After 1900, fine art and design in every medium, including glass, experienced radical changes. During the late 19th century, explorations by designers and advances in industry had changed perceptions about glass design and the use of glass as a medium for art. Historical glassworking techniques had been revived, and experiments had been made with new colors. These developments equipped glassmakers with the tools to reinvent glass for the new century. Gallery highlights from this period include Arts and Crafts and Art Nouveau glass by numerous designers and glass companies, such as Gabriel Argy-Rousseau, Peter Behrens, Umberto Bellotto, E. C. Burne-Jones, Frederick Carder, Daum Frères, Georges Despret, Christopher Dresser, Emile Gallé, Josef Hoffmann, Hans Stoltenberg Lerche, Johann Loetz Witwe, Koloman Moser, Michael Powolny, Otto Prutscher, Louis Comfort Tiffany, the Wiener Werkstätte, and Frank Lloyd Wright.
Art Deco glass, produced between the two world wars, includes vessels, sculpture, and furniture by Alvar Aalto, Marcel Breuer, Aristide-Michel Colotte, René-André Coulon, François-Emile Décorchemont, Simon Gate, Marcel Goupy, Edward Hald, René Lalique, Vicke Lindstrand, Adolf Loos, Maurice Marinot, Napoleone Martinuzzi, Ulderico Moretti, Dagobert Peche, Gio Ponti and Piero Fornasetti, Gerrit Rietveld, Jean Sala, Carlo Scarpa, Steuben, Walter Dorwin Teague, Wilhelm Wagenfeld, Sidney Waugh, and Vittorio Zecchin.
After 1945, styles in art, architecture, and the decorative arts became even more global. The diversity of artistic styles and the new interest in design are reflected in postwar art glass, which ranges from mass-produced commercial glassware to limited-edition and one-of-a-kind objects. Mid-20th-century glass includes designs by Barovier & Toso, Fulvio Bianconi, Andries Dirk Copier, Edris Eckhardt, Kaj Franck, Michael and Frances Higgins, Pavel Hlava, Erik Höglund, Saara Hopea, Iittala, Toshichi Iwata, Nils Landberg, Ingeborg Lundin, Per Lütken, Dino Martens, Carlo Nason, Gunnel Nyman, Timo Sarpaneva, Archimede Seguso, Nanny Still, Venini, Massimo Vignelli, Tapio Wirkkala, and Russell Wright. Painters and sculptors also made work in glass, such as Gio Colucci, Jean Cocteau, Antoni Clavé, Claire Falkenstein, Rebecca James, Pablo Picasso, Thomas Stearns, and Mark Tobey.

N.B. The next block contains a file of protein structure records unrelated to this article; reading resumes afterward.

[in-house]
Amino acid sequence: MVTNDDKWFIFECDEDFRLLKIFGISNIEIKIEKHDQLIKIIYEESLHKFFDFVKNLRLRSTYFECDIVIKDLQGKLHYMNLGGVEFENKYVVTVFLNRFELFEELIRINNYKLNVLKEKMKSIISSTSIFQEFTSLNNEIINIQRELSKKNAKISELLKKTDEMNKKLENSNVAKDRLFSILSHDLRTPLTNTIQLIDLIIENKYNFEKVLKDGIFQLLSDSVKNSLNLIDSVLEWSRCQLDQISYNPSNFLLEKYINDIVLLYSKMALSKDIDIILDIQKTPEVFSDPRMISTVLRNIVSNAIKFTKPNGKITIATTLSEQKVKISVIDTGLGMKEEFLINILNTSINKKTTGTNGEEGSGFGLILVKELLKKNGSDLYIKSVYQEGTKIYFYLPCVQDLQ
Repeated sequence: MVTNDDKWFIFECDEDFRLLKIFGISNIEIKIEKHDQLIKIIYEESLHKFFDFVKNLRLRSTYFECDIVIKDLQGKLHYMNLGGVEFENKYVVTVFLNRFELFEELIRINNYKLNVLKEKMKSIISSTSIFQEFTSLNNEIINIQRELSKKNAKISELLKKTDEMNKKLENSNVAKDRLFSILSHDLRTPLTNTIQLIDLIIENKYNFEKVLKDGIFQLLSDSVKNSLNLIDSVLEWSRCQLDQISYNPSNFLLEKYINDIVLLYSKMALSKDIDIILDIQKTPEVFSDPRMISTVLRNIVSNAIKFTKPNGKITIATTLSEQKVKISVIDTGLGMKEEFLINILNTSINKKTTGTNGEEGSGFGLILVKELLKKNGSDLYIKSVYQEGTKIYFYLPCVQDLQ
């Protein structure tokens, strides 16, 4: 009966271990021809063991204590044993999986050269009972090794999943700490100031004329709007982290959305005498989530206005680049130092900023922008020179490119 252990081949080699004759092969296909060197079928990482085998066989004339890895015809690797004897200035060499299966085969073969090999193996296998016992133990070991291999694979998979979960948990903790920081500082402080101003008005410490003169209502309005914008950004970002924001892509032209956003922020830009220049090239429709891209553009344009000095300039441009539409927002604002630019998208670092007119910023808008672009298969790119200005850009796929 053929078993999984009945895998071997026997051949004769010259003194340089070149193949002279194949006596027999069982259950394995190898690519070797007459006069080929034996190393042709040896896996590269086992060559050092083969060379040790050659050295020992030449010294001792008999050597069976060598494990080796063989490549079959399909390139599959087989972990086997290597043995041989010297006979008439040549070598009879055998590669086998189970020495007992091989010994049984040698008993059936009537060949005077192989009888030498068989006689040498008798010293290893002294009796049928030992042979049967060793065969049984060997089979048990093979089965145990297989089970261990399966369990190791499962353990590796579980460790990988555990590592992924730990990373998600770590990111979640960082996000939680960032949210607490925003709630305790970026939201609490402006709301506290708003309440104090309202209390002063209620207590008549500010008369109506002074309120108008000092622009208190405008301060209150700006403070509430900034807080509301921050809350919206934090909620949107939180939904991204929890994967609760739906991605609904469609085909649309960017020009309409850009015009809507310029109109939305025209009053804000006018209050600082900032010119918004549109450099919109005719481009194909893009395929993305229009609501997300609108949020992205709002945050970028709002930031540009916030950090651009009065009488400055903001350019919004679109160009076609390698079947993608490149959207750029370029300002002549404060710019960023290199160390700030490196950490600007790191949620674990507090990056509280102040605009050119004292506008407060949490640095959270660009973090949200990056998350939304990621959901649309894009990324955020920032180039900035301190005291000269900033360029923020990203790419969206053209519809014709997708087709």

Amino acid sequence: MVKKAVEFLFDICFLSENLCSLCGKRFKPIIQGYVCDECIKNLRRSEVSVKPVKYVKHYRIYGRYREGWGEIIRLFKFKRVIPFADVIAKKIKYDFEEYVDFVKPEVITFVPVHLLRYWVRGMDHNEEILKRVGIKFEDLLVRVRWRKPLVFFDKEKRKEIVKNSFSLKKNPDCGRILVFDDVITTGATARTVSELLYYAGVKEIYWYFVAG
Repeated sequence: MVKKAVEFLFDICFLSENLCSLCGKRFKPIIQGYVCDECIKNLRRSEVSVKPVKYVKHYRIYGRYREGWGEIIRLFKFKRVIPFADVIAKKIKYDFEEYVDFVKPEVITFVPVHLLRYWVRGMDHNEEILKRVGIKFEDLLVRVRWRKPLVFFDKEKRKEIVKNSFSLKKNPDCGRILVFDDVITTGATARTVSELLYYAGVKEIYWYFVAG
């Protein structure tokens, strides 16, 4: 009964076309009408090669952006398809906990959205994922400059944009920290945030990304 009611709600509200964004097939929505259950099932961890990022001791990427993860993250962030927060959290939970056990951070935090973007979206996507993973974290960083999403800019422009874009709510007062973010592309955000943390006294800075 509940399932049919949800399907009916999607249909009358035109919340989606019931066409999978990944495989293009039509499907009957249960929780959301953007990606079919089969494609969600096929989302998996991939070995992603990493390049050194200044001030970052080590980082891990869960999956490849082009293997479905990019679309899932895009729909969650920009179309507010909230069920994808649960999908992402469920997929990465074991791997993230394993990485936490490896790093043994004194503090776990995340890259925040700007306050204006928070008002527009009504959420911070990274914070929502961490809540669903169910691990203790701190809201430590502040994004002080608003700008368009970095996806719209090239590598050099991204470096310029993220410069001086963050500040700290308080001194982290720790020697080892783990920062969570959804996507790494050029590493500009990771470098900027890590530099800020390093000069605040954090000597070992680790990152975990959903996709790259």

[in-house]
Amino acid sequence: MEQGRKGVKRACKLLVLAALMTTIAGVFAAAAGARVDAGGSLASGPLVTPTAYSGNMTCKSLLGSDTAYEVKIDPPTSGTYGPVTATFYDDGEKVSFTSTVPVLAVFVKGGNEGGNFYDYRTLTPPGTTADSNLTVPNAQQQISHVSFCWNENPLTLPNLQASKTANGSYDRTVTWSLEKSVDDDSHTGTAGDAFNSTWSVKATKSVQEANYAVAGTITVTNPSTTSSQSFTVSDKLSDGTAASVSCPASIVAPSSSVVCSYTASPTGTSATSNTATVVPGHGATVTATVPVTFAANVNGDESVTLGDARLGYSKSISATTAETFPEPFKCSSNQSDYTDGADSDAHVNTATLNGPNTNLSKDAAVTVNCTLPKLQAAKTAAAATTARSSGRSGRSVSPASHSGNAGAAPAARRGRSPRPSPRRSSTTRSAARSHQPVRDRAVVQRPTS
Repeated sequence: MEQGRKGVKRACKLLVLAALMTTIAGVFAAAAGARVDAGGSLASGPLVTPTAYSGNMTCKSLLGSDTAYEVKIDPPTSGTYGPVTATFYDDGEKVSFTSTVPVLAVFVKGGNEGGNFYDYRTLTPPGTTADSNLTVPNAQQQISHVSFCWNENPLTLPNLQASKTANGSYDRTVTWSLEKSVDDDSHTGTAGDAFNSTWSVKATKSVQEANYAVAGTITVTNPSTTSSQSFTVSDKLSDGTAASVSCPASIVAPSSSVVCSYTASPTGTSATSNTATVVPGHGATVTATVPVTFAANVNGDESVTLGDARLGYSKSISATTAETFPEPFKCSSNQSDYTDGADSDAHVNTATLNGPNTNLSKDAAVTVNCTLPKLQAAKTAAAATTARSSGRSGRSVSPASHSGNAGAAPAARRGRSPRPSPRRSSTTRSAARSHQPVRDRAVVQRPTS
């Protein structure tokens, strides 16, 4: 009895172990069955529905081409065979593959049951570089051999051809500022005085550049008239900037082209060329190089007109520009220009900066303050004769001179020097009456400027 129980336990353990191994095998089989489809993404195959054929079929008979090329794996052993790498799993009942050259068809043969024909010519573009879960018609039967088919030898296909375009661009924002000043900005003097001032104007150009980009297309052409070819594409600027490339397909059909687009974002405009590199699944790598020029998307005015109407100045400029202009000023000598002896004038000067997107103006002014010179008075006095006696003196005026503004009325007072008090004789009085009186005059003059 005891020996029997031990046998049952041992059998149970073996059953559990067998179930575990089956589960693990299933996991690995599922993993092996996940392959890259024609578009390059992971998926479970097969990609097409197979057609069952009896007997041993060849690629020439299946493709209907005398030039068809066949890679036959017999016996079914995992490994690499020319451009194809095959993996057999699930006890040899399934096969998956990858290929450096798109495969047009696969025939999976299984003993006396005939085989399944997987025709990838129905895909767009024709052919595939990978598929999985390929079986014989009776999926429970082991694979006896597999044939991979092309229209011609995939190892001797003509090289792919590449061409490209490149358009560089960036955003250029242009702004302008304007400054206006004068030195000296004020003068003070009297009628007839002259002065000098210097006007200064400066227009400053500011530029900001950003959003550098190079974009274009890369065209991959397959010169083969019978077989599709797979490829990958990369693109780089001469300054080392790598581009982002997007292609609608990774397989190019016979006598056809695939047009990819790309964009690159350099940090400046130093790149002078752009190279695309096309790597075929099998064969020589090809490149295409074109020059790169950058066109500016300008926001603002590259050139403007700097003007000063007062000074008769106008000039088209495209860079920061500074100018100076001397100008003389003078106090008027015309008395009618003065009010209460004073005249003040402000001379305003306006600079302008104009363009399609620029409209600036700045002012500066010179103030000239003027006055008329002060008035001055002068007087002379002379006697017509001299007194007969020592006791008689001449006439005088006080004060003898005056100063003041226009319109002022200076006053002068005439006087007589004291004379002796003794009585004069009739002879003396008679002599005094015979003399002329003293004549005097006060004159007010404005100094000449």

Two Americans, the artist Harvey K. Littleton and the scientist Dominick Labino, led the way for the transformation of glass after 1962. Artists began to make a wide range of glass in their studios, outside the factory, using glass as a medium for craft, design, and art. The burst of international artistic activity in glass at this time is known as the Studio Glass movement. Early studio glass is represented by the work of Andre Billeci, John Burton, Dale Chihuly, Fritz Dreisbach, Erwin Eisch, Henry Halem, Vladimír Kopecký, Dominick Labino, Stanislav Libenský and Jaroslava Brychtová, Marvin Lipofsky, Věra Lišková, Harvey Littleton, Richard Marquis, Joel Philip Myers, Tom Patti, Mark Peiser, René Roubíček, Mary Shaffer, and František Vízner.